I remember observing my firstborn entertain himself in a portacot with some plastic bottles. There were one too many bottles in the tiny cot so some got in his way. As the cot was slightly cramped, he kept stumbling over the bottles when he moved around.
As any parent would have done, I was about to remove the obstacles in his way to clear the space for him. However, what he did next halted my advance. Instead of becoming frustrated at the bottles in his path, he stood on them.
Now he could reach the basket of flowers by the window. Now he could touch the curtains. Now he could stand with his arms hanging out of the cot. What was previously out of reach now became within his grasp.
Obstacles are inevitable
No matter who we are or where we are at in life, various events occur, be they big or small, which can block our way. Rich people may have health problems. Healthy people may get into accidents. Nice people may not have enough money. Nobody is free of obstacles.
Some people just so happen to stand in your way. Some incidents just throw you off course. Some things just seem to weigh you down. It would be naive to think we could have an obstacle-free life.
Removing the obstacles
Our natural instinct when faced with an obstacle is to remove it. That way, we won’t stumble and hurt ourselves. That way, we won’t have to struggle and experience misery. After all, a life without obstacles is easier than a life filled with obstacles.
It’s inarguably easier to pray that God takes away the obstacle from our paths than to ask Him for strength and wisdom to deal with it. Full of anguish at Gethsamene, even Jesus' initial prayer when faced with an obstacle was for it to be taken away from him.
It was similar with my son: the bottles were indeed getting in his way and were obstacles in his path. I could have taken them out of his way ensuring he wouldn’t trip and injure himself. The alternative was to leave them there and see what he could do with the bottles, although this included the risk of him stumbling again.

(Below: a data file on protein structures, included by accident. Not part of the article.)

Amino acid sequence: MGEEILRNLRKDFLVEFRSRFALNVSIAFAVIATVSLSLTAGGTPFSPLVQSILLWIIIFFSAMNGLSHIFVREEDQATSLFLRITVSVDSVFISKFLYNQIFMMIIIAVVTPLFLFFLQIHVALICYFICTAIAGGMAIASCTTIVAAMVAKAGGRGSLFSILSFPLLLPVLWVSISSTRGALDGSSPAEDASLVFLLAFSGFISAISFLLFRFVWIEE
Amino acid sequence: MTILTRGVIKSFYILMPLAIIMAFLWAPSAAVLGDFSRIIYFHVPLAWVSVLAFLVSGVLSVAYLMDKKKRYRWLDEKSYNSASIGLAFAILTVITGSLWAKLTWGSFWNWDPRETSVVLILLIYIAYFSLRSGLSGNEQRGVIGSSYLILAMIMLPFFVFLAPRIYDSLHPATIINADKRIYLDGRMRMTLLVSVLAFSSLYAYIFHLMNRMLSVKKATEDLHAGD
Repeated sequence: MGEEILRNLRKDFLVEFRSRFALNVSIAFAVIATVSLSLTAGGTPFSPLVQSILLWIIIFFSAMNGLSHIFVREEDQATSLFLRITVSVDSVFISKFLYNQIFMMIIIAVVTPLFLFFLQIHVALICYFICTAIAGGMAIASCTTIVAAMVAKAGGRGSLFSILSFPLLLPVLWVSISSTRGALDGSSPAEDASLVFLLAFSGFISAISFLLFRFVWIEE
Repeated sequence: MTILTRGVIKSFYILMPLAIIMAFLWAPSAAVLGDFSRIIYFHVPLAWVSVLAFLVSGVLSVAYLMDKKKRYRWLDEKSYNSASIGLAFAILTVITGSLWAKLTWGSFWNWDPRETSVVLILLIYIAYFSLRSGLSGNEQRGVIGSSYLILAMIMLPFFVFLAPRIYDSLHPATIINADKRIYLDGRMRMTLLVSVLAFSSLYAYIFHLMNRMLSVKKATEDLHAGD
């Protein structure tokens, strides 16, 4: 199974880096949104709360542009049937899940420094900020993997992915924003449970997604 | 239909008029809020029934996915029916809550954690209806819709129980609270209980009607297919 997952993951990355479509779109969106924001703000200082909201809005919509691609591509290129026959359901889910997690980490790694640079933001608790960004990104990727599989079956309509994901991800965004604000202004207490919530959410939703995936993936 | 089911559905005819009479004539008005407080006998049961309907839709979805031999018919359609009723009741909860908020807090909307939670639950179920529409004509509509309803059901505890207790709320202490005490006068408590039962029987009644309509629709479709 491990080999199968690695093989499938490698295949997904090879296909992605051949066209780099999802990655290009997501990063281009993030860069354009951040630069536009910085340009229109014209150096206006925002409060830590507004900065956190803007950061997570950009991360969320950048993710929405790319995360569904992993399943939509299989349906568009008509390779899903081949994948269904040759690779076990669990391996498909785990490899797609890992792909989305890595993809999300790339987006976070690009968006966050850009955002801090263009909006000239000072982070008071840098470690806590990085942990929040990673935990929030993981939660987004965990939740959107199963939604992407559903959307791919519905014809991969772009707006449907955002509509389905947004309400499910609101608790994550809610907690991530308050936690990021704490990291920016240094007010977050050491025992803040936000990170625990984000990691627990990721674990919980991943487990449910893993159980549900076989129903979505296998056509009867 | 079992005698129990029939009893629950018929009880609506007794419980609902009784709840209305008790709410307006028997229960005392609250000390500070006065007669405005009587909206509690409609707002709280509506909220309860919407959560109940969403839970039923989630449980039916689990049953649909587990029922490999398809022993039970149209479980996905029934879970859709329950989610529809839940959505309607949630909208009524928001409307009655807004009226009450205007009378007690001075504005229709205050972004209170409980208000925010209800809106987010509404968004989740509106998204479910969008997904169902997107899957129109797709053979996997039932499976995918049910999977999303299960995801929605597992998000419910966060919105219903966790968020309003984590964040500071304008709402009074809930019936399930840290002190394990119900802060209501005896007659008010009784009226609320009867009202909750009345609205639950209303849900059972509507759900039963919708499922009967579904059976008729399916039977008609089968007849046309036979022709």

Obstacles are stepping stones
If I had removed those bottles and cleared the path for him, my son would technically have been safe. However, he would not have been able to reach beyond what he normally could. He was only able to reach the curtains and flowers because I did not intervene and left the bottles there. Indeed, all these things were made possible because of the obstacles in the cot. He turned that which seemed like a stumbling block into a STEPPING STONE!
God, likewise, allows things that may seem like a stumbling block at first glance to appear along our path. They lay there waiting for us to see them through God’s eyes. With a change of perspective, we discover these obstacles aren’t to trip us but to elevate us. The bigger the stumbling block, the higher the stepping stone!
Joseph's brothers sold him to Egypt and he became the right hand man in a land where he was initially slandered and put to jail. The jail was where he had the opportunity to interpret the dreams of the cupbearer and the baker of the king of Egypt. The former told the king about Joseph and brought him out of prison where he was elected to a place of authority (Genesis chapter 41).
Moses had Pharaoh in his way, but he became the Prince of Egypt who delivered the Israelites from slavery. The more Pharaoh came against him, the greater the miracles God did through Moses (Exodus chapters 7–14).
Romans chapter 8, verse 28 is a reminder that we have God on our side —
We are assured and know that [God being a partner in their labor] all things work together and are [fitting into a plan] for good to and for those who love God and are called according to [His] design and purpose.
What are the obstacles in your life right now? We don’t have to wish them away anymore. No matter what it is, God can help us to turn them into stepping stones. With God's strength, let's stand up on these stumbling blocks and make them our stepping stones!
Esther Koh is a stay-at-home mum living in Wellington with her husband and two sons. She loves people and has a passion for helping others find their purpose for living.
Esther Koh’s previous articles may be viewed at